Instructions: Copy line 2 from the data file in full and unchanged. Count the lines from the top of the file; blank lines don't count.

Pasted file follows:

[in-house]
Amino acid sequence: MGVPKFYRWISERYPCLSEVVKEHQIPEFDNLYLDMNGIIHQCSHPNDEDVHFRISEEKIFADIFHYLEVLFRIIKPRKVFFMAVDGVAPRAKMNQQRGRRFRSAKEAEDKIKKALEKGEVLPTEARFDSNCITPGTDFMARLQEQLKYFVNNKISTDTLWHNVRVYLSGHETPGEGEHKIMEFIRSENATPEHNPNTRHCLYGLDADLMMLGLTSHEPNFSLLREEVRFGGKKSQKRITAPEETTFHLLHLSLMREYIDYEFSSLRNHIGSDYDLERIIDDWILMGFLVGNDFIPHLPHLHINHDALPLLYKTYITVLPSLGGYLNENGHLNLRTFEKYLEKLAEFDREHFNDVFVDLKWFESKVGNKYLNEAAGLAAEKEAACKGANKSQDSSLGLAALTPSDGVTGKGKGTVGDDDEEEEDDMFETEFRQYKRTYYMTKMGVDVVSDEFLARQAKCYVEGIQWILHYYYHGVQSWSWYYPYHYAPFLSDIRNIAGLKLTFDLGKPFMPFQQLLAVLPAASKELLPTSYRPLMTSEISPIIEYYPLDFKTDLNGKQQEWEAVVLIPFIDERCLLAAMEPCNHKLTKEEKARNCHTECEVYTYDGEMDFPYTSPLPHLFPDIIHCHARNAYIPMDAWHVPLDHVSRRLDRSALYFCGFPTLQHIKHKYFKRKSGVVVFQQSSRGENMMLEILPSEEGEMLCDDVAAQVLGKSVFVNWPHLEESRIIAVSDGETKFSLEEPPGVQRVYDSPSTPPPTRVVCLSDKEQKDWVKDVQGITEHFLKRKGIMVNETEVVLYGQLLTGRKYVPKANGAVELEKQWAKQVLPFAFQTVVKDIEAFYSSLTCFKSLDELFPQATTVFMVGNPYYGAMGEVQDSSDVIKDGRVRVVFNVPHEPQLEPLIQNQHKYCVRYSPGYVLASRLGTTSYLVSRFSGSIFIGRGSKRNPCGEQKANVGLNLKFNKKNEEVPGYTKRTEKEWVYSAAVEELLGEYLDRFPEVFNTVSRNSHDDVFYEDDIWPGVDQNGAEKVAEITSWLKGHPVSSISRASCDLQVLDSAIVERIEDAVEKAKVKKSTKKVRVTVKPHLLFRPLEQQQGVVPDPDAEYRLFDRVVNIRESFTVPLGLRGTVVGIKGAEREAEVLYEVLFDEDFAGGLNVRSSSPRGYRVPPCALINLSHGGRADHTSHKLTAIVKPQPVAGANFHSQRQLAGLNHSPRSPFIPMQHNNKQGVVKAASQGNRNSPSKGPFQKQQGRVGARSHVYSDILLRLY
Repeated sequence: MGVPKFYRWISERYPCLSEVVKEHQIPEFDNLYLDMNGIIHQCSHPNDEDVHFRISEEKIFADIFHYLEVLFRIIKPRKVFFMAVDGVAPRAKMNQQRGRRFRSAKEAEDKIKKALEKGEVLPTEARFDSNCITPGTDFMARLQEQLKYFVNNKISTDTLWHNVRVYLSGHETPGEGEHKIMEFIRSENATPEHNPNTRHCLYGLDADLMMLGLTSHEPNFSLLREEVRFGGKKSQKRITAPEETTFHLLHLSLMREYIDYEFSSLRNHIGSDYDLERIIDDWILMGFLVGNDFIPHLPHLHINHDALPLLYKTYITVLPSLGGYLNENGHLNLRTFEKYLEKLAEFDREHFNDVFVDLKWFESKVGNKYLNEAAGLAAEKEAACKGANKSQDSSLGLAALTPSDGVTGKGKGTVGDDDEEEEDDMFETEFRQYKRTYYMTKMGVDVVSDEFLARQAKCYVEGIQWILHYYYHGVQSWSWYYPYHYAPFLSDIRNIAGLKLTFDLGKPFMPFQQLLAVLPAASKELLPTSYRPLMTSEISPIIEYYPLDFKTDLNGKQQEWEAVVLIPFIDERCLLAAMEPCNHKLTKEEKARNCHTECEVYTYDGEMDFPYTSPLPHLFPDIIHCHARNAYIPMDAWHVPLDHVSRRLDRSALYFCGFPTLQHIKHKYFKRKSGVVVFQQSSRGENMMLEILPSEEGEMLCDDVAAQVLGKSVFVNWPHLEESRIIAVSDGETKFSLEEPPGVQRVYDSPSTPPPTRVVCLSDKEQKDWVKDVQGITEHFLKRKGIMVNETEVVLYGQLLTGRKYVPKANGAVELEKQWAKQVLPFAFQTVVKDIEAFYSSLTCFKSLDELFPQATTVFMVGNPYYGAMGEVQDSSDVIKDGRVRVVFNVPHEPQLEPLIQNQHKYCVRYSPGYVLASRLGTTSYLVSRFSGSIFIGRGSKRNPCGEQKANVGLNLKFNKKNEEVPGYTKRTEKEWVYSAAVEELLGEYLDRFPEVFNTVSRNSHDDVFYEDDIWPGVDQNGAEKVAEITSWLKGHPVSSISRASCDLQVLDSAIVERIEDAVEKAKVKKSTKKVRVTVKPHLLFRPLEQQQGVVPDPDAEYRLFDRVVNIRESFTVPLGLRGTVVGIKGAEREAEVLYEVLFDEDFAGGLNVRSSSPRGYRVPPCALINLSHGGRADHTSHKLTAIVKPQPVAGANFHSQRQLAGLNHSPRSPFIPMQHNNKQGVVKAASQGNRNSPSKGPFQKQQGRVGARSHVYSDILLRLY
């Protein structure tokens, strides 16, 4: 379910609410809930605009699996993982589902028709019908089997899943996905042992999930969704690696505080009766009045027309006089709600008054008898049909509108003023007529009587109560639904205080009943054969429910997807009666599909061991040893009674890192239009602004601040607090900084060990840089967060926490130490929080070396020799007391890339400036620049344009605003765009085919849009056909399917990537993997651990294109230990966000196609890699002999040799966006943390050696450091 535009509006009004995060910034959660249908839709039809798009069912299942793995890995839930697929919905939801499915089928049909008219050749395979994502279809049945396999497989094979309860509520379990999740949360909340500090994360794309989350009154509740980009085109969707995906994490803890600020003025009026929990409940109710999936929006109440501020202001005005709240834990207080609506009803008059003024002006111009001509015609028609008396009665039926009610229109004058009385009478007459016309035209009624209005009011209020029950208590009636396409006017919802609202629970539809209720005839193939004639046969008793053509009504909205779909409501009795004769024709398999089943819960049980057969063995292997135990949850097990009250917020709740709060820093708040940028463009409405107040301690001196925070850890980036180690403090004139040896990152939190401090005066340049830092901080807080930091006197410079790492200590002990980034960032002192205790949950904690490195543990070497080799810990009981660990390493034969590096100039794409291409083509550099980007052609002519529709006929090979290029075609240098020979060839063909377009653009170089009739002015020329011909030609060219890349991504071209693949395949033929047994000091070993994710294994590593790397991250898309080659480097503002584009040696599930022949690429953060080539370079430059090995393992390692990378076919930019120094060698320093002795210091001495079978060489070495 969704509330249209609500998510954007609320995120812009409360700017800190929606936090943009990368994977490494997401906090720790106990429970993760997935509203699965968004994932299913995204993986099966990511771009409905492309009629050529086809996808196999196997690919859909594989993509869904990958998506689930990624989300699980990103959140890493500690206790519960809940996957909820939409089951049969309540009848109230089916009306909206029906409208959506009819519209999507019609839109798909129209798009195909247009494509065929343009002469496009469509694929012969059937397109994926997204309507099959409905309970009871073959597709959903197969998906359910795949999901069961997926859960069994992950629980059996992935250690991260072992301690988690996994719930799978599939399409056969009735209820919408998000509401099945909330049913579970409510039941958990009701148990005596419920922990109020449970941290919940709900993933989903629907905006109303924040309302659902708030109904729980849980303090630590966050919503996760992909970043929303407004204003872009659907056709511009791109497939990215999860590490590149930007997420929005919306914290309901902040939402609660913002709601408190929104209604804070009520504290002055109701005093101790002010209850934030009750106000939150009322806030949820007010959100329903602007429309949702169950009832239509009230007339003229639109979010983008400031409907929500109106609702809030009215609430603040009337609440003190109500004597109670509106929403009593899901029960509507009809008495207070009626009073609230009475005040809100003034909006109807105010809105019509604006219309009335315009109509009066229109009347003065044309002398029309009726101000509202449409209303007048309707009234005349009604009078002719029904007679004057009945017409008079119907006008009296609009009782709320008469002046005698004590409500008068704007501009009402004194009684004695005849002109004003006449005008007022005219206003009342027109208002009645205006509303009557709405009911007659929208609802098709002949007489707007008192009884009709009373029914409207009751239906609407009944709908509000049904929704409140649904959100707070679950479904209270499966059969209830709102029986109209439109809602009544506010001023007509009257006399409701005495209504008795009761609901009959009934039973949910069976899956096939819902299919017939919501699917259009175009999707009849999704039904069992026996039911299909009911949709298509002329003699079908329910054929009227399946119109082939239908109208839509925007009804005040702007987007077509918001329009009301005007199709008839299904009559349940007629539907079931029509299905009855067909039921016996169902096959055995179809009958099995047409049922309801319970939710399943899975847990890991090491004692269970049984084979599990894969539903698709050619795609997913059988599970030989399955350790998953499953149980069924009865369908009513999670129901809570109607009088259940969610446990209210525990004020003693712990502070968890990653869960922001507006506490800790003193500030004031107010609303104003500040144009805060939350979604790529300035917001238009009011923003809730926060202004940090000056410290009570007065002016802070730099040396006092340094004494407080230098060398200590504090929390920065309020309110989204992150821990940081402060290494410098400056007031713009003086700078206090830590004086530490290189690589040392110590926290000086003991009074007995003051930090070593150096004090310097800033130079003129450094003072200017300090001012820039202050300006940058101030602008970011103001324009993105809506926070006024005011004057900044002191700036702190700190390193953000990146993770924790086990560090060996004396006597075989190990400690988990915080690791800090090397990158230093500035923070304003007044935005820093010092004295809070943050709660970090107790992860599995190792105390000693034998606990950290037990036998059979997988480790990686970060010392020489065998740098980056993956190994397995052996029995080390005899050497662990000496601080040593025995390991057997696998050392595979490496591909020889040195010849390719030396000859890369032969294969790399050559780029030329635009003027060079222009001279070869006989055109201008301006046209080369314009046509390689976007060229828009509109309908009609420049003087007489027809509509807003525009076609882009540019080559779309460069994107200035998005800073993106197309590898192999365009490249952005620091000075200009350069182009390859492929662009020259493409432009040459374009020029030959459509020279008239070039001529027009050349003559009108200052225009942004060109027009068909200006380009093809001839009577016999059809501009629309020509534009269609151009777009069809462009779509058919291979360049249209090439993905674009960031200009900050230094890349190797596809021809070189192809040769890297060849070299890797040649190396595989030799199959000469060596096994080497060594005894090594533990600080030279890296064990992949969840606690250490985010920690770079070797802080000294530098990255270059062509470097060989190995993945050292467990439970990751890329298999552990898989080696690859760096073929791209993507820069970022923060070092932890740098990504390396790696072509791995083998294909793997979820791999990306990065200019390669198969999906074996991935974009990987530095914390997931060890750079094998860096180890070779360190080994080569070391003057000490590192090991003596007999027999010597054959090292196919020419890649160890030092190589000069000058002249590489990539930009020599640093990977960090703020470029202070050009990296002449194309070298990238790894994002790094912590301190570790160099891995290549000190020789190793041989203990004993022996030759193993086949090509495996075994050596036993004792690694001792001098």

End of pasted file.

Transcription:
Amino acid sequence: MGVPKFYRWISERYPCLSEVVKEHQIPEFDNLYLDMNGIIHQCSHPNDEDVHFRISEEKIFADIFHYLEVLFRIIKPRKVFFMAVDGVAPRAKMNQQRGRRFRSAKEAEDKIKKALEKGEVLPTEARFDSNCITPGTDFMARLQEQLKYFVNNKISTDTLWHNVRVYLSGHETPGEGEHKIMEFIRSENATPEHNPNTRHCLYGLDADLMMLGLTSHEPNFSLLREEVRFGGKKSQKRITAPEETTFHLLHLSLMREYIDYEFSSLRNHIGSDYDLERIIDDWILMGFLVGNDFIPHLPHLHINHDALPLLYKTYITVLPSLGGYLNENGHLNLRTFEKYLEKLAEFDREHFNDVFVDLKWFESKVGNKYLNEAAGLAAEKEAACKGANKSQDSSLGLAALTPSDGVTGKGKGTVGDDDEEEEDDMFETEFRQYKRTYYMTKMGVDVVSDEFLARQAKCYVEGIQWILHYYYHGVQSWSWYYPYHYAPFLSDIRNIAGLKLTFDLGKPFMPFQQLLAVLPAASKELLPTSYRPLMTSEISPIIEYYPLDFKTDLNGKQQEWEAVVLIPFIDERCLLAAMEPCNHKLTKEEKARNCHTECEVYTYDGEMDFPYTSPLPHLFPDIIHCHARNAYIPMDAWHVPLDHVSRRLDRSALYFCGFPTLQHIKHKYFKRKSGVVVFQQSSRGENMMLEILPSEEGEMLCDDVAAQVLGKSVFVNWPHLEESRIIAVSDGETKFSLEEPPGVQRVYDSPSTPPPTRVVCLSDKEQKDWVKDVQGITEHFLKRKGIMVNETEVVLYGQLLTGRKYVPKANGAVELEKQWAKQVLPFAFQTVVKDIEAFYSSLTCFKSLDELFPQATTVFMVGNPYYGAMGEVQDSSDVIKDGRVRVVFNVPHEPQLEPLIQNQHKYCVRYSPGYVLASRLGTTSYLVSRFSGSIFIGRGSKRNPCGEQKANVGLNLKFNKKNEEVPGYTKRTEKEWVYSAAVEELLGEYLDRFPEVFNTVSRNSHDDVFYEDDIWPGVDQNGAEKVAEITSWLKGHPVSSISRASCDLQVLDSAIVERIEDAVEKAKVKKSTKKVRVTVKPHLLFRPLEQQQGVVPDPDAEYRLFDRVVNIRESFTVPLGLRGTVVGIKGAEREAEVLYEVLFDEDFAGGLNVRSSSPRGYRVPPCALINLSHGGRADHTSHKLTAIVKPQPVAGANFHSQRQLAGLNHSPRSPFIPMQHNNKQGVVKAASQGNRNSPSKGPFQKQQGRVGARSHVYSDILLRLY